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Most people are too young to remember those old evocatively decorated tins that used to hold tobacco, foodstuffs and other consumer goods, as they were at their peak in the first half of the 20th century. However, in what must be one of the most original examples of repurposing, these vintage items are being used by a Rapid customer as enclosures for bespoke audio effects devices.
James Radford is a Swansea-based musician and producer who specialises in techno and acid house music, and under the name of Swarm Audio designs, builds and sells a wide range of products. These include distortion effects, studio solutions and sound modules such as sirens, oscillators, theremin modules, filters and ring modulators.
If your formative years were in the late 1980s or 1990s or you have ever been to a rave the sounds these devices make will be immediately recognisable to you! Low pass filters are common in electronic music, accentuating and giving dynamism to repetitive basslines by removing upper harmonics from the sound. Low frequency oscillators modulate aspects of the sound of synthesizers such as pitch, filters and pulse width, and help create the archetypal 'pulse' of acid house and techno music.
Ring modulators are best known as the effect used for the voice of the Daleks in 'Doctor Who', and have a wide range of audio applications. They are built in a traditional way using diodes and transformers, and work by feeding two signals through a ring of diodes which removes either positive or negative parts of the waves. Splitters are sequencing tools which allow more devices to be run off the same MIDI port, while theremins are fascinating things. There is no physical interaction between player and instrument, the eerie sounds being produced by an electronic signal sensing the position of the player's hands, with one determining the frequency and the other the amplitude.
Sirens have become the most popular of James's products, with a number of units 'bleeping' their way around the world from Bristol to Qatar. As James explains: 'Dub sirens were originally used by dub/reggae/roots DJs back in the days of the early Jamaican sound systems to fill the gaps between records, and they have become a standard item in the modern dub DJ's kit. They are relatively simple circuits consisting of two oscillators, one for the tone and another at low frequency to control the pitch of the first, a few potentiometers to control the frequencies and there's your siren.'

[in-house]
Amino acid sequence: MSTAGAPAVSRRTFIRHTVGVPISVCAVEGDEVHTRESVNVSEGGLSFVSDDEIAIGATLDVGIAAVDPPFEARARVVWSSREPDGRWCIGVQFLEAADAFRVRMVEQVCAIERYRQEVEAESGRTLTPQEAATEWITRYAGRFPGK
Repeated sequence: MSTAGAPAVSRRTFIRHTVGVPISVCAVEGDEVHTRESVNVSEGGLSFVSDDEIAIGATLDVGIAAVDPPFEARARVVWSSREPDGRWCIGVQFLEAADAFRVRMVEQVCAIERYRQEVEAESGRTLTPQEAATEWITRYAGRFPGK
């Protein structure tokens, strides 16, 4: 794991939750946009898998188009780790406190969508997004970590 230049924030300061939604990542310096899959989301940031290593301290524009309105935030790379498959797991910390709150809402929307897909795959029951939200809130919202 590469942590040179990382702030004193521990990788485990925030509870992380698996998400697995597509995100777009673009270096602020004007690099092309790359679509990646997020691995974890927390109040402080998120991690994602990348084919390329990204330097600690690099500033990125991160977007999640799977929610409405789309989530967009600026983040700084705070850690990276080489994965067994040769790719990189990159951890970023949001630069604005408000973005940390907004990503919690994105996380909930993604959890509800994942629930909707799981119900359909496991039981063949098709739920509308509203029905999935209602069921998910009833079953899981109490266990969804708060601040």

'The theremin was just a bit of fun really, playing around with a 555 timer oscillator and a couple of photocells to control pitch and volume. It is more of a toy than a serious instrument, but its still possible to get some pretty convincing 50s style sci-fi warbles going on!'
So where did James get the idea for using vintage tins as enclosures? 'Initially it was born out of necessity', he says. 'I was playing around with a distortion circuit for my own studio and needed something to put it in. The only thing I had available was an old wooden cigar box, so I superglued the board and battery clips inside and mounted a couple of controls and jack sockets on the lid. It wasn't perfect, but it did the job, and actually had a charm to it that I really liked. Apparently other people liked it too!'
Gold Block-rocking beats
James found it was a practical and cost effective way of housing the devices, and the tins themselves are ideal enclosures. 'For disposable containers they were incredibly well constructed and interesting to work with. Drilling and mounting is fairly easy but each one is different, requiring a specific approach, which keeps the work interesting for me and my clients.' James sources the tins and boxes from car boot sales, charity shops and of course eBay.
As well as vintage brands of cigarettes and tobacco such as Gold Block, Nosegay and St Bruno Flake, some of the other tins originally housed Boots glycerine thymal pastilles, Oxo cubes and Nu Nile hair oil. Customers will also sometimes provide their own containers for more personalised custom builds. Not only do they make for distinctive accessories in a DJ's kit but immediately solve any product naming dilemmas that might otherwise arise!
James has a loyal following of fans and customers, who love the design and performance of his devices. He keeps them happy with a regular stream of new builds and cases, each one built by hand to order.
While we cannot help with the tins, Rapid is delighted to supply James with many of the components he needs. 'I use Rapid for all the basics like resistors, capacitors, diodes and many of the ICs: 555 timers and logic chips for oscillators, op-amps for filters and overdrive circuits; and also Rapid is a great source for potentiometers, switches and other hardware such as knobs, sockets and fixings, which are great quality, great looking and at a great price!'
Other products finding their way into James's orders include solder, replacement tools, hook-up wire and prototyping equipment.
'Some items I've not found anywhere else for anywhere near as good a price'
James has many reasons for buying from Rapid. 'It's great to be able to get all the bulk stuff I need from the one place, at a decent price and to my door reliably... well, Rapidly! The website is also a breeze to navigate, compared to those of other component suppliers. There are also some items that I've not found anywhere else for anywhere near as good a price that are essential to my builds ... self-adhesive PCB clips, for example, which allow me to house circuits in my old tins without having to drill and bolt through the metal. I like to try to keep the enclosures as undamaged as possible!'
For more sound clips, email James: email@example.com.
James Radford at work in his studio
Gold Block MIDI 3-Way splitter
Theremin-style sound module
housed in Boots glycerine pastille tin
4-way DINSync splitter
SA030 Summit Siren